The objective of this course is to provide an introduction to the field of social work including historical roots, fundamental principles and fields of practice. The course will emphasize an integrated overview of social work methods, skills, values, ethics and the social service delivery system. Key social work concepts and service delivery systems will be illuminated from micro, mezzo and macro perspectives that reflect past and present relevant issues. Students will develop an introductory understanding of how psychological and social theories influence social work practice with individuals, groups and communities.

Prerequisites: Take SO 101
Offered: Every year, Fall

GT 315. Case Management (SO 315).3 Credits.

Case management is a process used widely throughout health and social services as a means of assessing, planning, coordinating, monitoring and evaluating the services needed to respond to an individual's health and/or service needs to attain the dual goals of quality and cost effective care. Students in gerontology, sociology, psychology, and criminal justice are likely to encounter the various roles or models of case management practice as they pursue careers in human services. This course provides a foundation for case management practice in various social service settings.

Prerequisites: Take SO 101.
Offered: Every year, Spring

GT 365. Aging: Problems and Policies (SO 365).3 Credits.

This course considers the social problems associated with aging, particularly in the areas of health, housing, financing and family life and the governmental policies, past, present and future, that deal with these problems.

Prerequisites: Take SO 101.
Offered: As needed

GT 382. Studying Social Issues with Statistics (SO 382).3 Credits.

In this course, students learn basic introductory-level statistics and quantitative reasoning skills necessary for careers in gerontology. Through hands-on application, students learn research design, basic statistical data collection and data analysis. For gerontology majors only, junior or above.

Prerequisites: Take GT 290.
Offered: Every year, Spring

GT 385. Senior Seminar (SO 385).3 Credits.

This senior seminar is designed as the capstone course for students majoring in sociology and gerontology. Students research a sociological or aging-related topic of their choosing and write a thesis based on their work. All senior theses represent a culmination of majors' academic experiences in the department. For gerontology majors only in the senior year.

Prerequisites: Take GT 290.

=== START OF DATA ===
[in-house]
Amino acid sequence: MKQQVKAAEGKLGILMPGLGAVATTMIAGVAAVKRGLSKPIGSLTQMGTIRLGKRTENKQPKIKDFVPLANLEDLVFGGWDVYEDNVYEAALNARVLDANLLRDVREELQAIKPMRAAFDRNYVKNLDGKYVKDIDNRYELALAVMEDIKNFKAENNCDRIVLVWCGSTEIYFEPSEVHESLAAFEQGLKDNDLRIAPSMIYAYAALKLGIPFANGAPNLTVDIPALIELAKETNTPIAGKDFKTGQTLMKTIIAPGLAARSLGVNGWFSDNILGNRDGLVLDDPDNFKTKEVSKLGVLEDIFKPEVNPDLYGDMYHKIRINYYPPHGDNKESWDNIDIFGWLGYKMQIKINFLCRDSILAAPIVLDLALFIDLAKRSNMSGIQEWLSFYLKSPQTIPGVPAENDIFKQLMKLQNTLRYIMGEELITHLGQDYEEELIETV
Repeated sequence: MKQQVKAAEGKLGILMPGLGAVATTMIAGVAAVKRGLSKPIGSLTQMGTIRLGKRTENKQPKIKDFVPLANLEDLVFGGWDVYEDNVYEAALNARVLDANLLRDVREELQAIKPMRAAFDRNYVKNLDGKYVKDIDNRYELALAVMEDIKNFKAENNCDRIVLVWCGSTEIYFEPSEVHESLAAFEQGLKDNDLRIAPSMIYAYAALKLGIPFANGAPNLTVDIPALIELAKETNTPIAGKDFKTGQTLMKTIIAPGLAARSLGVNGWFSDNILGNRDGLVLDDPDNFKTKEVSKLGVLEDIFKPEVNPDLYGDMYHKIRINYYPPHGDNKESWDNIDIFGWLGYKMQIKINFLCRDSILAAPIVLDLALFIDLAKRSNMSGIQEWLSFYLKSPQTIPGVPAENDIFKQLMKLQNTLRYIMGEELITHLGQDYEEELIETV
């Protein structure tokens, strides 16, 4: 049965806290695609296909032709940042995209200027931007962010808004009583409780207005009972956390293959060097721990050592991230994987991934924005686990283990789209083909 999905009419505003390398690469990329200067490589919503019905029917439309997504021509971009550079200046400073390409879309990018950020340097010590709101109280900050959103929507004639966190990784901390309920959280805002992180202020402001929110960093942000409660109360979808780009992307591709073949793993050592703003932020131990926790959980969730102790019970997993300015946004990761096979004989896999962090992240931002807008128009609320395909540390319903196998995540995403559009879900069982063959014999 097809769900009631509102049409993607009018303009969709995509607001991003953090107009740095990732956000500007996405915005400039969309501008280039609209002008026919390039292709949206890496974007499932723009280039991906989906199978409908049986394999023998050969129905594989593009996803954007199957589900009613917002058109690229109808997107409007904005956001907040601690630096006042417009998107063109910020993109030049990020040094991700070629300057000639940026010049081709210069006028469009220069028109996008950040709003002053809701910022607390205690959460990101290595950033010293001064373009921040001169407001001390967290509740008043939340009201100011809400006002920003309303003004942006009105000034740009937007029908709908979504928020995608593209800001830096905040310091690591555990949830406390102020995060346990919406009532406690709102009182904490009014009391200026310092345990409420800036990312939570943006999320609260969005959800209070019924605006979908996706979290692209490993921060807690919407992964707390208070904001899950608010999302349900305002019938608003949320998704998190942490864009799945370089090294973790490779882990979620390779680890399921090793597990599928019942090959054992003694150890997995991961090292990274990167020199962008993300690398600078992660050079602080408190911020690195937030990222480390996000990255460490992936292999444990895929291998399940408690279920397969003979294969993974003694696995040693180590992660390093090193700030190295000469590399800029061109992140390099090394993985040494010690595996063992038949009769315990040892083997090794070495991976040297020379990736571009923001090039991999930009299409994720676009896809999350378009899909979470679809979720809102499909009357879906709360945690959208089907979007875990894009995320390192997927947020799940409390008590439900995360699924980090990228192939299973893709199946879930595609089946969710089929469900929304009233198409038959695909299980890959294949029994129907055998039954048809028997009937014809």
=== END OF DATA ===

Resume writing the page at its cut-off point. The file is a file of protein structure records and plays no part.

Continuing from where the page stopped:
Offered: Every year, All

GT 392. Internship in the Community (SO 392).3 Credits.

For gerontology majors in their junior or senior year only. Students each complete 120 hours of supervised fieldwork in an agency that serves the elderly, along with one hour per week in a seminar. Course work and seminar content include written and oral reflection focusing on the student's experience. Professional issues, along with academic concepts and theory, are explored in relation to the agency and the community it serves. Successful completion of the course requires adherence to a high standard of professionalism. Students are required to meet with the internship coordinator one semester prior to beginning the placement process.

Prerequisites: Take SO 101 GT 205 GT 263.
Offered: Every year, All

GT 394. Advanced Internship in the Community.3 Credits.

This is a required second internship for gerontology majors in their junior or senior year only. Students complete 135 hours of supervised fieldwork in a community agency that serves the elderly along with one hour per week in the advanced internship class. Students build upon the knowledge gained from their first internship experience to deepen their understanding of concepts and theory through extended written and oral reflection. Students also assess their interpersonal strengths and weaknesses in preparation for graduate school and/or future employment. Successful completion of the course requires adherence to a high standard of professionalism. Students are required to meet with the internship coordinator one semester prior to begin the placement process.

Prerequisites: Take GT 392.
Offered: Every year, All